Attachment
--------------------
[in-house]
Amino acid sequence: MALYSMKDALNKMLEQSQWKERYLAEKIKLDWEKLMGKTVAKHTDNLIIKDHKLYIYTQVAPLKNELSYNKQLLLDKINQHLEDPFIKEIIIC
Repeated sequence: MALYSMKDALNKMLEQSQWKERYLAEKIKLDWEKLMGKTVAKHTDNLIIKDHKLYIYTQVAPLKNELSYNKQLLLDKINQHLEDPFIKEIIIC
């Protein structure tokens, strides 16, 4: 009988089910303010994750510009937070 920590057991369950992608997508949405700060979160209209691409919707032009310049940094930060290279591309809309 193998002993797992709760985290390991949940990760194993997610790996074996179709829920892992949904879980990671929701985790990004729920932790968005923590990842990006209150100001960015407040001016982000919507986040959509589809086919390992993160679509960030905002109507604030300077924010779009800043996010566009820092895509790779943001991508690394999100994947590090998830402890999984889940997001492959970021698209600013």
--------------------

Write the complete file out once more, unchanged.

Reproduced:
[in-house]
Amino acid sequence: MALYSMKDALNKMLEQSQWKERYLAEKIKLDWEKLMGKTVAKHTDNLIIKDHKLYIYTQVAPLKNELSYNKQLLLDKINQHLEDPFIKEIIIC
Repeated sequence: MALYSMKDALNKMLEQSQWKERYLAEKIKLDWEKLMGKTVAKHTDNLIIKDHKLYIYTQVAPLKNELSYNKQLLLDKINQHLEDPFIKEIIIC
């Protein structure tokens, strides 16, 4: 009988089910303010994750510009937070 920590057991369950992608997508949405700060979160209209691409919707032009310049940094930060290279591309809309 193998002993797992709760985290390991949940990760194993997610790996074996179709829920892992949904879980990671929701985790990004729920932790968005923590990842990006209150100001960015407040001016982000919507986040959509589809086919390992993160679509960030905002109507604030300077924010779009800043996010566009820092895509790779943001991508690394999100994947590090998830402890999984889940997001492959970021698209600013």